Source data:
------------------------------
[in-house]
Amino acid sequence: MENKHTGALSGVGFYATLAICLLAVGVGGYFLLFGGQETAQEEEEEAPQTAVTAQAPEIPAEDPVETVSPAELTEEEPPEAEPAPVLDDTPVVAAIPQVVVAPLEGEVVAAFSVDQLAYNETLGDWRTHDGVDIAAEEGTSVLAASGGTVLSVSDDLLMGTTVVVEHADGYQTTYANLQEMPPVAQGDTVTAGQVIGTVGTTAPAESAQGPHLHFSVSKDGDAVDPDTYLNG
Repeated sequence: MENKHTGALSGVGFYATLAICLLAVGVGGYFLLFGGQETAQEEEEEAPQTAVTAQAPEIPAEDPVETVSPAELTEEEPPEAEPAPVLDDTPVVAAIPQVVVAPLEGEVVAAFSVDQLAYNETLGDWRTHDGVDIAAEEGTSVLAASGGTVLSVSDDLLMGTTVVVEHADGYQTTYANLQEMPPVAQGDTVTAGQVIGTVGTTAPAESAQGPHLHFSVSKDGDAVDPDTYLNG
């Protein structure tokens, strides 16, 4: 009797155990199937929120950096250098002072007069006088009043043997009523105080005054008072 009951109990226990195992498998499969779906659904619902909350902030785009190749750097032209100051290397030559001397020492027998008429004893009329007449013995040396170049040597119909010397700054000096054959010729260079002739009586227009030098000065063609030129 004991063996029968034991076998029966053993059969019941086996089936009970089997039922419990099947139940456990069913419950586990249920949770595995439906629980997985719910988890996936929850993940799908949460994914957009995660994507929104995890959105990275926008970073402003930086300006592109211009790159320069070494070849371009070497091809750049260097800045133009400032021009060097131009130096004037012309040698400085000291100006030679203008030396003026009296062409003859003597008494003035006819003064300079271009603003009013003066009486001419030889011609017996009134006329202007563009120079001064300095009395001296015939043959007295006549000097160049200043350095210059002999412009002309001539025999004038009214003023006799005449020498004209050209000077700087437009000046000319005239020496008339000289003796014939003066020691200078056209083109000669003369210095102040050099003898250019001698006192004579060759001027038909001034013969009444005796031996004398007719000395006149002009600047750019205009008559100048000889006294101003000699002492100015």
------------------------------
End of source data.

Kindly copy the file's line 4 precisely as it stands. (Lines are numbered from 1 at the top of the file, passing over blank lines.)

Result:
């Protein structure tokens, strides 16, 4: 009797155990199937929120950096250098002072007069006088009043043997009523105080005054008072 009951109990226990195992498998499969779906659904619902909350902030785009190749750097032209100051290397030559001397020492027998008429004893009329007449013995040396170049040597119909010397700054000096054959010729260079002739009586227009030098000065063609030129 004991063996029968034991076998029966053993059969019941086996089936009970089997039922419990099947139940456990069913419950586990249920949770595995439906629980997985719910988890996936929850993940799908949460994914957009995660994507929104995890959105990275926008970073402003930086300006592109211009790159320069070494070849371009070497091809750049260097800045133009400032021009060097131009130096004037012309040698400085000291100006030679203008030396003026009296062409003859003597008494003035006819003064300079271009603003009013003066009486001419030889011609017996009134006329202007563009120079001064300095009395001296015939043959007295006549000097160049200043350095210059002999412009002309001539025999004038009214003023006799005449020498004209050209000077700087437009000046000319005239020496008339000289003796014939003066020691200078056209083109000669003369210095102040050099003898250019001698006192004579060759001027038909001034013969009444005796031996004398007719000395006149002009600047750019205009008559100048000889006294101003000699002492100015």